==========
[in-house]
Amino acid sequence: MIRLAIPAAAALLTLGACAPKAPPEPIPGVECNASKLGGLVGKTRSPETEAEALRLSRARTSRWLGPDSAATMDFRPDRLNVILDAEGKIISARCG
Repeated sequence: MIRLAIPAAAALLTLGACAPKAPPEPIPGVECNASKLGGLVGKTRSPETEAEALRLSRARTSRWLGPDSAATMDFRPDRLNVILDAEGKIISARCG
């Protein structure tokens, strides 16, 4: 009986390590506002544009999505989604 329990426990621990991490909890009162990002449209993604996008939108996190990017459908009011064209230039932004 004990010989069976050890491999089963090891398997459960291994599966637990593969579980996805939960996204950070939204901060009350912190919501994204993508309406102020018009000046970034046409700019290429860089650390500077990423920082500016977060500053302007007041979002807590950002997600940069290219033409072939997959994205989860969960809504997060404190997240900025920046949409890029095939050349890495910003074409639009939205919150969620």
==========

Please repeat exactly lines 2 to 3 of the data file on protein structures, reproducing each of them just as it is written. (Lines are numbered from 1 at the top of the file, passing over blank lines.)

Amino acid sequence: MIRLAIPAAAALLTLGACAPKAPPEPIPGVECNASKLGGLVGKTRSPETEAEALRLSRARTSRWLGPDSAATMDFRPDRLNVILDAEGKIISARCG
Repeated sequence: MIRLAIPAAAALLTLGACAPKAPPEPIPGVECNASKLGGLVGKTRSPETEAEALRLSRARTSRWLGPDSAATMDFRPDRLNVILDAEGKIISARCG